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Penny T. Collins v. New York State Dep't of Corr. and Cmty. Servs.; John Burge; Harold Graham; and Troy Mitchell

UNITED STATES DISTRICT COURT NORTHERN DISTRICT OF NEW YORK


June 29, 2012

PENNY T. COLLINS, PLAINTIFF,
v.
NEW YORK STATE DEP'T OF CORR. AND CMTY. SERVS.; JOHN BURGE; HAROLD GRAHAM; AND TROY MITCHELL, DEFENDANTS.

The opinion of the court was delivered by: Glenn T. Suddaby, United States District Judge

MEMORANDUM-DECISION and ORDER

Currently before the Court, in this employment discrimination action filed by Penny T. Collins ("Plaintiff") against the above-captioned entity and three correctional employees ("Defendants"), is a motion by Defendant New York State Department of Corrections and Community Services ("DOCCS") to dismiss Plaintiff's New York Human Rights Law ("HRL") claim against it pursuant to Fed. R. Civ. P. 50(b) and to alter or amend the judgment (so as to decrease the jury's award of compensatory damages to $300,000) pursuant to Fed. R. Civ. P. 59(e). (Dkt. No. 162.) For the reasons set forth below, DOCCS' motion is denied.

I. RELEVANT BACKGROUND

A. Relevant Procedural History

On August 28, 2009, DOCCS and its co-Defendants filed a motion for summary judgment on all of Plaintiff's claims against them, including Plaintiff's HRL claim. (Dkt. No. 65.) In pertinent part, Defendants argued that Plaintiff's HRL claim was barred by the Eleventh Amendment because Defendants had not consented to be sued and that the claim was barred by the election of remedies provision of New York Executive Law § 297(9). (Dkt. No. 69 [Defs.' Memo. of Law].) On August 30, 2011, Senior United States District Judge Neal P. McCurn denied Defendants' motion for summary judgment in its entirety. (Dkt. No. 86.)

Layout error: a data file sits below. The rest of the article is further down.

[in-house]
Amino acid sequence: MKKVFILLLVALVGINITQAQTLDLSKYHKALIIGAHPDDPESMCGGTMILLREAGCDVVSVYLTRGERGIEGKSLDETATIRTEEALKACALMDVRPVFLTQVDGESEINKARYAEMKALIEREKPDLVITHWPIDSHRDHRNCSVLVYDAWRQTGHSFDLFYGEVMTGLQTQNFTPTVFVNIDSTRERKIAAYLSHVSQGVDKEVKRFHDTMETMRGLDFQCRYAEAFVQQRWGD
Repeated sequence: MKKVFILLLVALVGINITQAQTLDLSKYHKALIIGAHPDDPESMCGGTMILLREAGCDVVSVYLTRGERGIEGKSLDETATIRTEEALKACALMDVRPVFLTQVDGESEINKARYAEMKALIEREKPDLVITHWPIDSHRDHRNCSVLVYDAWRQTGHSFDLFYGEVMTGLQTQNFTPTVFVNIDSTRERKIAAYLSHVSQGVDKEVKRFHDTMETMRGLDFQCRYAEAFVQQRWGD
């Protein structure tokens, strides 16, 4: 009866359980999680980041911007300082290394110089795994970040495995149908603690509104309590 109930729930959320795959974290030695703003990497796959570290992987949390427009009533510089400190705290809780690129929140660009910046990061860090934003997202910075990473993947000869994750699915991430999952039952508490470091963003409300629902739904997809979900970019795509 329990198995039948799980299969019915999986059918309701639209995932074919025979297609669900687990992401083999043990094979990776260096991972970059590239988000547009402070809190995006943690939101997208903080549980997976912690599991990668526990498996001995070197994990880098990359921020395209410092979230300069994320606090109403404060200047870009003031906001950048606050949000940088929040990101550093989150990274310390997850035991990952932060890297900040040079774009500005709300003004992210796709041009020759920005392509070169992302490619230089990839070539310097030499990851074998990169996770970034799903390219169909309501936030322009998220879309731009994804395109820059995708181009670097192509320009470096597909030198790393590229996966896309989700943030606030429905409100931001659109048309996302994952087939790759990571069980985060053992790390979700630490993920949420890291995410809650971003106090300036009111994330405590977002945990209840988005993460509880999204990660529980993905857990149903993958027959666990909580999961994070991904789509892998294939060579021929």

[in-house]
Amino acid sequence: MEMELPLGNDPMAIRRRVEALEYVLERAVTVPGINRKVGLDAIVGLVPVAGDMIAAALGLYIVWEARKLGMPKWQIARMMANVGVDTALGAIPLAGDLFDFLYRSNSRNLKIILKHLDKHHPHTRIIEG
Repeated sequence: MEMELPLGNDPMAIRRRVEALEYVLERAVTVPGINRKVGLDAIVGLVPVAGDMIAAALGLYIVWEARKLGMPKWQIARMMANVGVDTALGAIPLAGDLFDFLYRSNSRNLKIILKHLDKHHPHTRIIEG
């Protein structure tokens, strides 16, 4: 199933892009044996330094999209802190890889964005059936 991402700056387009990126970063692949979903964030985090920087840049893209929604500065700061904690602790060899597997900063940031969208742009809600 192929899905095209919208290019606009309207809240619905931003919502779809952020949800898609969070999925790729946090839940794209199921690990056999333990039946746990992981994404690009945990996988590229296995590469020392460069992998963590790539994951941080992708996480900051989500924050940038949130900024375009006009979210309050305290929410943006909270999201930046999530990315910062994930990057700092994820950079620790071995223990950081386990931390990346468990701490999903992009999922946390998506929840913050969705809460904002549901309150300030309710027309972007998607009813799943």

On March 20, 2012, the undersigned submitted to the jury Plaintiff's hostile work environment claim against DOCCS under both HRL and Title VII of the Civil Rights Act of 1964 ("Title VII"), 42 U.S.C. § 2000e, et seq. The next day, the jury returned a verdict on that claim against DOCCS and awarded $500,000 in compensatory damages and $150,000 in back pay to Plaintiff. (Dkt. No. 148.) While Title VII limited the amount of compensatory damages that Plaintiff could recover to $300,000, HRL did not include any such limitation. Compare 42 U.S.C. § 1981a(b)(3)(D) with N.Y. Exec. Law § 297(9).

B. Parties' Arguments on DOCCS' Motion

In its current motion, DOCCS argues that the Court erred as a matter of law when it submitted Plaintiff's HRL claim to the jury, because the Court lacks subject-matter jurisdiction to hear that claim under the Eleventh Amendment. (See generally Dkt. No. 162, Attach. 1 [DOCCS' Memo. of Law].) As a result, DOCCS seeks an Order dismissing the HRL claim against it and setting aside that portion of the jury's award to Plaintiff that exceeds the $300,000 maximum amount of compensatory damages available on the remaining claim, which arises under Title VII. (Id.)

In response, Plaintiff argues, inter alia, that, because Defendants' previous attempt to dismiss Plaintiff's HRL claim based on the Eleventh Amendment was rejected by Judge McCurn when he decided Defendants' motion for summary judgment, Plaintiff's current attempt to do so is barred by the law-of-the-case doctrine. (See generally Dkt. No. 165, Attach. 1 [Plf.'s Opp'n Memo. of Law].)

In reply, DOCCS argues, inter alia, that (1) regardless of how Judge McCurn ruled, New York State could not lose its Eleventh Amendment immunity unless Congress unequivocally abrogated New York State's immunity or New York State expressly consented to suit (neither of which occurred under the circumstances), and (2) the issue is able to be decided anew by the undersigned because DOCCS raised the issue in its pretrial brief, and again under Fed. R. Civ. P. 50(a) at the close of proof, whereupon the undersigned reserved decision. (Dkt. No. 167.)

II. GOVERNING LEGAL STANDARD